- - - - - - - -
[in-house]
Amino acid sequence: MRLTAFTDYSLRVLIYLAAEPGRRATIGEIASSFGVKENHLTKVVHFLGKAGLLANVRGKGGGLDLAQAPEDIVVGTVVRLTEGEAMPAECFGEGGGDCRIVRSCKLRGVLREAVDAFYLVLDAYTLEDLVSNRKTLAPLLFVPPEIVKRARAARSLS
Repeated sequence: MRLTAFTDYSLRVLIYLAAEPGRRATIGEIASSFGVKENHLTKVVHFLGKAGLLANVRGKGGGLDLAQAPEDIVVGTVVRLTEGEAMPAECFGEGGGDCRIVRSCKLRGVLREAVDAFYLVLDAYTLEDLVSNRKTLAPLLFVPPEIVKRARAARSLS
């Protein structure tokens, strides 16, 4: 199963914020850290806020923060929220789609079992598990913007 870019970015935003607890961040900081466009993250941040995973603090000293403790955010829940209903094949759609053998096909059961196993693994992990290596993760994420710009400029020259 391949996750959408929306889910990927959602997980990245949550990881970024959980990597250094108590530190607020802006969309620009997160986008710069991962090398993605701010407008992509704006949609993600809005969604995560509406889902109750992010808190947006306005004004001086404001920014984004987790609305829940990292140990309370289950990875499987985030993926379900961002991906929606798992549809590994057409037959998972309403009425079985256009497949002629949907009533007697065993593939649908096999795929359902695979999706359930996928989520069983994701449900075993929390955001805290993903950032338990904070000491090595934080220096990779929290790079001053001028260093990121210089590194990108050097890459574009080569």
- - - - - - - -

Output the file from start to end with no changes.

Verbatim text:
[in-house]
Amino acid sequence: MRLTAFTDYSLRVLIYLAAEPGRRATIGEIASSFGVKENHLTKVVHFLGKAGLLANVRGKGGGLDLAQAPEDIVVGTVVRLTEGEAMPAECFGEGGGDCRIVRSCKLRGVLREAVDAFYLVLDAYTLEDLVSNRKTLAPLLFVPPEIVKRARAARSLS
Repeated sequence: MRLTAFTDYSLRVLIYLAAEPGRRATIGEIASSFGVKENHLTKVVHFLGKAGLLANVRGKGGGLDLAQAPEDIVVGTVVRLTEGEAMPAECFGEGGGDCRIVRSCKLRGVLREAVDAFYLVLDAYTLEDLVSNRKTLAPLLFVPPEIVKRARAARSLS
């Protein structure tokens, strides 16, 4: 199963914020850290806020923060929220789609079992598990913007 870019970015935003607890961040900081466009993250941040995973603090000293403790955010829940209903094949759609053998096909059961196993693994992990290596993760994420710009400029020259 391949996750959408929306889910990927959602997980990245949550990881970024959980990597250094108590530190607020802006969309620009997160986008710069991962090398993605701010407008992509704006949609993600809005969604995560509406889902109750992010808190947006306005004004001086404001920014984004987790609305829940990292140990309370289950990875499987985030993926379900961002991906929606798992549809590994057409037959998972309403009425079985256009497949002629949907009533007697065993593939649908096999795929359902695979999706359930996928989520069983994701449900075993929390955001805290993903950032338990904070000491090595934080220096990779929290790079001053001028260093990121210089590194990108050097890459574009080569």